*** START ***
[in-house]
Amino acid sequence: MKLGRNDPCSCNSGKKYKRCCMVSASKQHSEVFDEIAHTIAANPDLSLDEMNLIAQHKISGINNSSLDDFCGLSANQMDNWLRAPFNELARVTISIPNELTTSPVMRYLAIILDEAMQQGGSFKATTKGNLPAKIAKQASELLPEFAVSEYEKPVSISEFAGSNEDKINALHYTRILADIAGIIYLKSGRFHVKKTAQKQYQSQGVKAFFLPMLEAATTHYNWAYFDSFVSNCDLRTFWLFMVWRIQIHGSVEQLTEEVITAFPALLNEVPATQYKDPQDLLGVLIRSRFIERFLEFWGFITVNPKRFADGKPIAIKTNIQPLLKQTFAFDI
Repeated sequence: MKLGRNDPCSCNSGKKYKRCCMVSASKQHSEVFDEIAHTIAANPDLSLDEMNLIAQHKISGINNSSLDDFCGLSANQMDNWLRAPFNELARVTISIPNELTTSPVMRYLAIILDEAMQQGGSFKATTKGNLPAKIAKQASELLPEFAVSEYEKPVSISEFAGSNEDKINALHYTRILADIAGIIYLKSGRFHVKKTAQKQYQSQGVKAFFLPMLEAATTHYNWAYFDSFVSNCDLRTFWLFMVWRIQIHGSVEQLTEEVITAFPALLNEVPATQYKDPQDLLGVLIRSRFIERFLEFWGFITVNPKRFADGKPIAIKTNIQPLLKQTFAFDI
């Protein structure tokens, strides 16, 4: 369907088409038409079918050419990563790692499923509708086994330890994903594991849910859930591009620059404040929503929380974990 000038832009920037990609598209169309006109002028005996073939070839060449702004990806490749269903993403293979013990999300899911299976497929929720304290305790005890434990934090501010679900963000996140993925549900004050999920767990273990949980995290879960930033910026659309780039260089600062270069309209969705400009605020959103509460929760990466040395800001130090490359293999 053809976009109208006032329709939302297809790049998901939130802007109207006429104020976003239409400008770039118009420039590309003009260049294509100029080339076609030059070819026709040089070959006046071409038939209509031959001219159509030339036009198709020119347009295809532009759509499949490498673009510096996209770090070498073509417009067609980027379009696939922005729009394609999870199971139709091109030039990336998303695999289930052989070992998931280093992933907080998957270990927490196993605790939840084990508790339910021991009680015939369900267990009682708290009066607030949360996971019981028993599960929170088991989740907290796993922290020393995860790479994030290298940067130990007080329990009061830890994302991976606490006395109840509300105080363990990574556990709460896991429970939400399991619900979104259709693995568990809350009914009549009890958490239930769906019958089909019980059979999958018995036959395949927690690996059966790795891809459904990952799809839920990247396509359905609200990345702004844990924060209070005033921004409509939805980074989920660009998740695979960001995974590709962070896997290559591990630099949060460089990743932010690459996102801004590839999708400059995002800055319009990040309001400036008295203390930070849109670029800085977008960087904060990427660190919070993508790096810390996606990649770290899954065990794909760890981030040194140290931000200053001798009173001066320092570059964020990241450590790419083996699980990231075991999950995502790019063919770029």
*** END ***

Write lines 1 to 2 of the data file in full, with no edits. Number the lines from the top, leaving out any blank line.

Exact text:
[in-house]
Amino acid sequence: MKLGRNDPCSCNSGKKYKRCCMVSASKQHSEVFDEIAHTIAANPDLSLDEMNLIAQHKISGINNSSLDDFCGLSANQMDNWLRAPFNELARVTISIPNELTTSPVMRYLAIILDEAMQQGGSFKATTKGNLPAKIAKQASELLPEFAVSEYEKPVSISEFAGSNEDKINALHYTRILADIAGIIYLKSGRFHVKKTAQKQYQSQGVKAFFLPMLEAATTHYNWAYFDSFVSNCDLRTFWLFMVWRIQIHGSVEQLTEEVITAFPALLNEVPATQYKDPQDLLGVLIRSRFIERFLEFWGFITVNPKRFADGKPIAIKTNIQPLLKQTFAFDI